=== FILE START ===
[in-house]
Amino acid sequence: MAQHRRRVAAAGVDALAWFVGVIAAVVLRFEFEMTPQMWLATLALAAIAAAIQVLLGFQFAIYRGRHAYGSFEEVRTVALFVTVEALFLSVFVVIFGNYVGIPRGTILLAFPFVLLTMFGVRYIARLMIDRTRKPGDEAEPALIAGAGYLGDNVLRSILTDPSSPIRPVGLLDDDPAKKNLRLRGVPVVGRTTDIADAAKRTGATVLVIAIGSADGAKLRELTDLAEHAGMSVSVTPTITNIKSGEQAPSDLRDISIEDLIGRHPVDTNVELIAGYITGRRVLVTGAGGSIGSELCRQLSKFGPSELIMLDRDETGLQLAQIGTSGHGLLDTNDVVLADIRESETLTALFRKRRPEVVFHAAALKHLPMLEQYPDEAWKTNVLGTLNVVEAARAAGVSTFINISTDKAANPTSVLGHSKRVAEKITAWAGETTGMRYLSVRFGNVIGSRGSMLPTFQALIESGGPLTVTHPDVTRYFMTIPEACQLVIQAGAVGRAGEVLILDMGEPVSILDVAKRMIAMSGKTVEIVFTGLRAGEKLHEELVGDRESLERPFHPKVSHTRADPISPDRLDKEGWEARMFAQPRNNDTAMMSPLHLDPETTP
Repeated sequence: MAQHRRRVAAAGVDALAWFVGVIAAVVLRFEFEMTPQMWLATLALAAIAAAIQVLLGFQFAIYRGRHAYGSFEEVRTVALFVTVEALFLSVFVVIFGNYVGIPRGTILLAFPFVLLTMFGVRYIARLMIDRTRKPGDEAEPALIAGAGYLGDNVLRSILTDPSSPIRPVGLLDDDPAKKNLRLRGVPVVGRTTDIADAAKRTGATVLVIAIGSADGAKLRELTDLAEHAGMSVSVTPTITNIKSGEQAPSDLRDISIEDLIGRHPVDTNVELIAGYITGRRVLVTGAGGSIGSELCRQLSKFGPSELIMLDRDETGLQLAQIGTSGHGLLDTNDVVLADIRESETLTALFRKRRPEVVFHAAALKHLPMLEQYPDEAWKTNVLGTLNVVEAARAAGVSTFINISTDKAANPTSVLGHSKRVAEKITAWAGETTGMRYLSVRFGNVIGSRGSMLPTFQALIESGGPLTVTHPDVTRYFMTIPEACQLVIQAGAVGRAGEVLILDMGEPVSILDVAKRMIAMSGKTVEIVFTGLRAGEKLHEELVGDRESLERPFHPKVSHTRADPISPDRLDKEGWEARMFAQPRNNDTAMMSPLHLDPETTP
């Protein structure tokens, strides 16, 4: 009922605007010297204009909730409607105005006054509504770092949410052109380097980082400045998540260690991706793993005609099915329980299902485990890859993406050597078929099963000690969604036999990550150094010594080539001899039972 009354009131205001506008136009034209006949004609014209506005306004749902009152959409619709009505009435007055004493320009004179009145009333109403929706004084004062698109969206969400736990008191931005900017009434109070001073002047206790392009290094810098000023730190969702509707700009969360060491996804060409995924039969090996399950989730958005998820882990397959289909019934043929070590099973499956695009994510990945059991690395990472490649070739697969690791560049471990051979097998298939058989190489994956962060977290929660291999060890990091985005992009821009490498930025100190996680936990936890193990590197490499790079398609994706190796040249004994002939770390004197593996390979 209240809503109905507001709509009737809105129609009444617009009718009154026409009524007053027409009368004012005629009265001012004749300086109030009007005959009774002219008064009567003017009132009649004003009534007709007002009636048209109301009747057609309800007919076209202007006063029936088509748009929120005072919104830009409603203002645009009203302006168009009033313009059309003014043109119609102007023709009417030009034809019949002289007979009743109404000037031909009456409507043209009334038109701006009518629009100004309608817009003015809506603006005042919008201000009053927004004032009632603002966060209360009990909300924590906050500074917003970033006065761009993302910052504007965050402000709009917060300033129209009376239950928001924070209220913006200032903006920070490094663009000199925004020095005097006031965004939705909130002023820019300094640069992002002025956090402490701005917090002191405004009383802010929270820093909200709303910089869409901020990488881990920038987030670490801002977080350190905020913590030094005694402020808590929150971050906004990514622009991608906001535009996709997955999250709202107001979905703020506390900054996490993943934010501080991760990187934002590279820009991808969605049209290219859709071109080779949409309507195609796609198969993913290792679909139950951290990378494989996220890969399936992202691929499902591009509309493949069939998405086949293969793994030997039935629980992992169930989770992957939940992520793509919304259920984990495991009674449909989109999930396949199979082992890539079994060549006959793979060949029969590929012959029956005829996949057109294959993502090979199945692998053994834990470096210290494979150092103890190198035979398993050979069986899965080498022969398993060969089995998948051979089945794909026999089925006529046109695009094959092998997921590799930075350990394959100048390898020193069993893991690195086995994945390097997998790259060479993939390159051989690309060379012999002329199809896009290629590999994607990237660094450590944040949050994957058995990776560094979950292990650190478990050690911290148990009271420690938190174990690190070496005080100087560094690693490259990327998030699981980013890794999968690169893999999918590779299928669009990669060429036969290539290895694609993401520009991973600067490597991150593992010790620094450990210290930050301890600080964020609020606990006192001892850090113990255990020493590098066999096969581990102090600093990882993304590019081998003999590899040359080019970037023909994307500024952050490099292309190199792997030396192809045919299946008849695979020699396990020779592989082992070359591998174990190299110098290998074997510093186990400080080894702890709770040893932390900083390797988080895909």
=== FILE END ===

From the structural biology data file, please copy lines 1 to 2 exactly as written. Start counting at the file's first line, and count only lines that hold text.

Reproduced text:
[in-house]
Amino acid sequence: MAQHRRRVAAAGVDALAWFVGVIAAVVLRFEFEMTPQMWLATLALAAIAAAIQVLLGFQFAIYRGRHAYGSFEEVRTVALFVTVEALFLSVFVVIFGNYVGIPRGTILLAFPFVLLTMFGVRYIARLMIDRTRKPGDEAEPALIAGAGYLGDNVLRSILTDPSSPIRPVGLLDDDPAKKNLRLRGVPVVGRTTDIADAAKRTGATVLVIAIGSADGAKLRELTDLAEHAGMSVSVTPTITNIKSGEQAPSDLRDISIEDLIGRHPVDTNVELIAGYITGRRVLVTGAGGSIGSELCRQLSKFGPSELIMLDRDETGLQLAQIGTSGHGLLDTNDVVLADIRESETLTALFRKRRPEVVFHAAALKHLPMLEQYPDEAWKTNVLGTLNVVEAARAAGVSTFINISTDKAANPTSVLGHSKRVAEKITAWAGETTGMRYLSVRFGNVIGSRGSMLPTFQALIESGGPLTVTHPDVTRYFMTIPEACQLVIQAGAVGRAGEVLILDMGEPVSILDVAKRMIAMSGKTVEIVFTGLRAGEKLHEELVGDRESLERPFHPKVSHTRADPISPDRLDKEGWEARMFAQPRNNDTAMMSPLHLDPETTP